Russia’s top companies plan to tap capital markets for funds - GulfToday

Russia’s top companies plan to tap capital markets for funds


Flight attendants and passengers enter an aircraft of Aeroflot in Moscow. File/Reuters

Aeroflot and Sovcomflot, Russia’s major companies, propose to raise funds by using two different types of financial instruments.

Russia’s top carrier Aeroflot plans to open up its upcoming secondary share offering (SPO), part of state support for the country’s biggest airline, to private investors, sources close to the deal said.

Top Russian shipping company, Sovcomflot (SCF), seeks to raise at least $500 million in an initial public offering (IPO) on the Moscow Stock Exchange to spend on new projects and reducing debt.

Aeroflot slumped to a 36 billion rouble ($481 million) loss in the second quarter after flights nearly ground to a halt amid the coronavirus pandemic. The state has approved an issue of up to 1.7 billion new shares.

The new share issue would more than double Aeroflot’s total shares outstanding and would represent 60% of its enlarged capital if issued in full. The price is yet to be set by the company.

The state plans to buy part of the new share issue as it aims to retain no less than its existing 51.2% stake in Aeroflot, with Russian Direct Investment Fund (RDIF) and VTB also taking part, sources have told Reuters.

Aeroflot now wants to open up the deal to private investors, too, the sources said, as the state wants to raise as much cash for its top carrier as possible.

State lender VTB is among banks arranging the deal, they said. The offering is expected as soon as in October after all paperwork is finished, two of the sources added.

It was not immediately clear how much Aeroflot may raise in total. The previous plan was put by the sources at 80 billion roubles ($1 billion). Aeroflot declined to comment.

Sovcomflot, which is raising money to spend on new projects and reduce debt aims to list in early October, two sources familiar with the plans told Reuters. Bankers said there was strong Russian interest, some of which could act as anchor investors.

The company provided no valuation guidance, but a banker involved in the deal pointed out its peers trade at 7-12 times their expected core earnings (EBITDA).

Sovcomflot posted EBITDA of $1.03 billion in the 12 months ended June 30.

Rivals include Scorpio Tankers, Frontline, Golar LNG Partners, Hoegh LNG Partners, Gaslog, Cosco Shipping Energy Transport and China Merchants Energy Shipping.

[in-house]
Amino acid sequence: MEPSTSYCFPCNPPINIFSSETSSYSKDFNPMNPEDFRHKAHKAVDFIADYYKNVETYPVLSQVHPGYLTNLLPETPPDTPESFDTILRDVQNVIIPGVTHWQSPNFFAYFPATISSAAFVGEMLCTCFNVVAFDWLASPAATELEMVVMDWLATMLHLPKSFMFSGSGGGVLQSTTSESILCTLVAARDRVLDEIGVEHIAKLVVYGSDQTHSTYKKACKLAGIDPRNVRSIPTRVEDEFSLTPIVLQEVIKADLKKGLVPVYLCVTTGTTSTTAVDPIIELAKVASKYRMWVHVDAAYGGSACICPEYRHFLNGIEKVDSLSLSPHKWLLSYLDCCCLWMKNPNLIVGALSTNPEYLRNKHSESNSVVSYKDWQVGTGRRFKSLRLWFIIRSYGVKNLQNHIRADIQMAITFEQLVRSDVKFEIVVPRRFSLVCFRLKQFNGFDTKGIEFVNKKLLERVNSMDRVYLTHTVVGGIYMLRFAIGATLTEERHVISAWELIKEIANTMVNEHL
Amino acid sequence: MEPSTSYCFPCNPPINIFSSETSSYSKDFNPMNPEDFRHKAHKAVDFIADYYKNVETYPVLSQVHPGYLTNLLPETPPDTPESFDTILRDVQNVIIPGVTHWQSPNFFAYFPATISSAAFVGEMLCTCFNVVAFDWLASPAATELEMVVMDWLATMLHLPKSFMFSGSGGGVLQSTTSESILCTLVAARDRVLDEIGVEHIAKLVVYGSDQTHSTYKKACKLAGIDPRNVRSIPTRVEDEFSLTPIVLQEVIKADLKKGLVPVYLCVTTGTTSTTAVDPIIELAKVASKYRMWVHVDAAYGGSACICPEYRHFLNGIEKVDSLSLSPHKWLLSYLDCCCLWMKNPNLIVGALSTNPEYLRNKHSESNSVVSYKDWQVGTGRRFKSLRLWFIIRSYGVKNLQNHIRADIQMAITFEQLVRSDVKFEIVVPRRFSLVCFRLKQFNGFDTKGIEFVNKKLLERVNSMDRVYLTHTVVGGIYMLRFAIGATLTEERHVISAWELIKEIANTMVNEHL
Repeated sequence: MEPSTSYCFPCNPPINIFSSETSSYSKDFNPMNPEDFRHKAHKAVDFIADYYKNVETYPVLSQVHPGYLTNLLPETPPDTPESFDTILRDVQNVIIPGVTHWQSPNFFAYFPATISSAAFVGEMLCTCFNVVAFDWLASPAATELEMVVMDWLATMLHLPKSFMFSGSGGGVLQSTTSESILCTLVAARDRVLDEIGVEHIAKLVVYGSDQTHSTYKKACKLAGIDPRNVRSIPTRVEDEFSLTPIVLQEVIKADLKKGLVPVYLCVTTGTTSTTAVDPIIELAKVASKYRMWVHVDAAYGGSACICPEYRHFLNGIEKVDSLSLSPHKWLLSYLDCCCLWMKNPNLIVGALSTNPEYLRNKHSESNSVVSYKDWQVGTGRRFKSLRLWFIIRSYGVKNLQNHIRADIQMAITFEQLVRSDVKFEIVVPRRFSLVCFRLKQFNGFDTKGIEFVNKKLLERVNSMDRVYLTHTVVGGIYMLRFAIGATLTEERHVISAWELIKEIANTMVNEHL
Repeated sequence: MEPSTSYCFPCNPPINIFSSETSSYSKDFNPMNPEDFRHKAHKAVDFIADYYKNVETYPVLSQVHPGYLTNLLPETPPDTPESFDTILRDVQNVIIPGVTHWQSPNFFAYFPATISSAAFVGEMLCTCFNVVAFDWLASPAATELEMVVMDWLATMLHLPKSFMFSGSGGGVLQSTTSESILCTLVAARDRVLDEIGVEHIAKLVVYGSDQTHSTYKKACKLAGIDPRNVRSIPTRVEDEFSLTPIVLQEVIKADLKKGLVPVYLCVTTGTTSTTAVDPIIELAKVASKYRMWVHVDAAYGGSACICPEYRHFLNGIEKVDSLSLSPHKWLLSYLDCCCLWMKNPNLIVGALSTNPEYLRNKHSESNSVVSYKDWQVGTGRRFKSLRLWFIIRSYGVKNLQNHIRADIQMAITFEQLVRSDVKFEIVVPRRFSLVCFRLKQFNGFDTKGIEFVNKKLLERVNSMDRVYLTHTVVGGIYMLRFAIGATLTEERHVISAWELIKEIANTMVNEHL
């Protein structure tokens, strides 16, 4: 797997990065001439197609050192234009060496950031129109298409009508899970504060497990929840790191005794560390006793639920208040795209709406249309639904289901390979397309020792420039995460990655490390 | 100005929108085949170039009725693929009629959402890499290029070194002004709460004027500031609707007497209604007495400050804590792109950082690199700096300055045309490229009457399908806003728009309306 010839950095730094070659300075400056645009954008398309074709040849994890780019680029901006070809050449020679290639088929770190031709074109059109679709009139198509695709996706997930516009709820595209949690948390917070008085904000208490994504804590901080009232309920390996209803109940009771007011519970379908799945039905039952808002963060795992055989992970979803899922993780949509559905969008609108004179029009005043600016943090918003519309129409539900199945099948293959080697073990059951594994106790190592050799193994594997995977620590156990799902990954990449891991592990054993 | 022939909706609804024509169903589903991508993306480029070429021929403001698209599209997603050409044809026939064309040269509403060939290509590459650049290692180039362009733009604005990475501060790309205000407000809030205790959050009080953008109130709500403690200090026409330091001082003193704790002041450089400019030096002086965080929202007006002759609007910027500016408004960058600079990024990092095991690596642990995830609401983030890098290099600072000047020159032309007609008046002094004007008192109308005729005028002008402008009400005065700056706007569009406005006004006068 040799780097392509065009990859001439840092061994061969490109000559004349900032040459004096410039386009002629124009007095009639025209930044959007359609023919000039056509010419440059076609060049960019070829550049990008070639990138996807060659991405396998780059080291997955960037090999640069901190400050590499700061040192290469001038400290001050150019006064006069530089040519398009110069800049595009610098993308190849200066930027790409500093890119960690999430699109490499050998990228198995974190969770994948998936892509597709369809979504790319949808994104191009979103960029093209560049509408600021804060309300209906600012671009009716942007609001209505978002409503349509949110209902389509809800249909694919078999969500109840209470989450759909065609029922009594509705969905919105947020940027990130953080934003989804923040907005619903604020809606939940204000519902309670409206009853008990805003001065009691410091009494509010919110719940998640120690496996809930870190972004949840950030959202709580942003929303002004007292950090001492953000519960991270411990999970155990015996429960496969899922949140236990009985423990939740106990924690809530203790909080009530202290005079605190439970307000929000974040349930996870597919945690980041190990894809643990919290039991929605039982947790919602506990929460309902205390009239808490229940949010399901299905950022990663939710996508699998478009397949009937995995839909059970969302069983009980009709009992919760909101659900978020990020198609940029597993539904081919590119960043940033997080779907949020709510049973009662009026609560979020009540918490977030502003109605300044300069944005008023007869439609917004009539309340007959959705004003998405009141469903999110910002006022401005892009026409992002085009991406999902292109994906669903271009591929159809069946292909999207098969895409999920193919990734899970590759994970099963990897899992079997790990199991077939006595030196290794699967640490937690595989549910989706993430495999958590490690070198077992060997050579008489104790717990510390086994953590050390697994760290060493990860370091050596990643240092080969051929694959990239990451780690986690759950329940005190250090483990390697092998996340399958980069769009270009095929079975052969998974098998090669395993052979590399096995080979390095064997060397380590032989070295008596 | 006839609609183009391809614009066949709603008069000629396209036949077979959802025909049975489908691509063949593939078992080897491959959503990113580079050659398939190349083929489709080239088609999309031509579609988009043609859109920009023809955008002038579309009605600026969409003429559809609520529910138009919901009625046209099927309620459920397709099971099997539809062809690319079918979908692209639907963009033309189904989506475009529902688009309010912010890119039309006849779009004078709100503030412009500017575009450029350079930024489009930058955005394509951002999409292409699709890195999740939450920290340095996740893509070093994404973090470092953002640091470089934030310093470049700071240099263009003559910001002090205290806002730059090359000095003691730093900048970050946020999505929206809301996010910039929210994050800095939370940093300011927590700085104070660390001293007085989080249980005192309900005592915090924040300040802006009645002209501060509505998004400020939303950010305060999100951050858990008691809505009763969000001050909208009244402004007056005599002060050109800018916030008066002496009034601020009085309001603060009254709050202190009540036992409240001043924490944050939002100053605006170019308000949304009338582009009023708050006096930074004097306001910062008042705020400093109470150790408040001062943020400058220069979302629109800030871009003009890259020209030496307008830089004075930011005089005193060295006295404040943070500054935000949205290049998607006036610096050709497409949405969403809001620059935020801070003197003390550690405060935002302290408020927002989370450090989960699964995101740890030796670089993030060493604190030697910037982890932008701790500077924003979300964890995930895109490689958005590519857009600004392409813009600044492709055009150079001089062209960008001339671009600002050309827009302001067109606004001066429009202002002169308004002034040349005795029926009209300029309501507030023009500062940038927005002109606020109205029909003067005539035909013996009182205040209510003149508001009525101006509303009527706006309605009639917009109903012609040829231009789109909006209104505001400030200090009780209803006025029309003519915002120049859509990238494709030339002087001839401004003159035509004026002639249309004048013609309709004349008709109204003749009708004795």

Another banker involved in the deal said a $7-10 billion valuation range sounded “reasonable” and the managers had sufficient feedback to go through with the deal.

Sovcomflot, which specialises in petroleum and LNG shipping, pointed to strong financials, including an adjusted EBITDA margin of over 70% for the first six months of 2020 and plans to pay at least 50% of its 2020 net profit as dividends, targeted at $225 million, in an effort to woo investors.

“SCF’s strategy remains focused on maintaining our ‘preferred carrier’ status with the major oil and gas companies by renewing and expanding our fleet, with a particular focus on the industrial projects that have historically provided long term predictable cash flows and profitable returns on invested capital,” CEO Igor Tonkovidov said in a statement.

Global IPO markets have livened up this month although Europe has lagged behind the United States where at least a dozen firms intend to go public in the next few days, the most since 2014.

The Russian stock market came under pressure in late August and early September amid concerns about potential fresh Western sanctions against Moscow following the alleged poisoning of Kremlin critic Alexei Navalny.

Bankers said markets were accustomed to “political noise” which was part of Russian country risk. One Russian fund manager, however, described the Navalny case as a potential “black swan” for the listing.

VTB Capital, Citigroup Global Markets Limited, Sberbank CIB, J.P. Morgan and BofA Securities are acting as joint global coordinators and joint bookrunners for the offering, Sovcomflot said.

The Russian government, which will remain Sovcomflot’s major shareholder after the IPO, has considered listing the company for years as part of its broader privatisation plans.

Obstacles ranging from weak markets to international sanctions placed on Russia over its role in the Ukraine crisis previously prevented such a move.

Meanwhile, Russia’s central bank (CB) is likely to keep its main interest rate on hold on Friday following a slide in the rouble on concern over geopolitical developments, a Reuters poll showed on Monday.

Twenty-five analysts and economists in a Reuters poll of 30 experts said they believed the central bank would keep its key rate at 4.25%.


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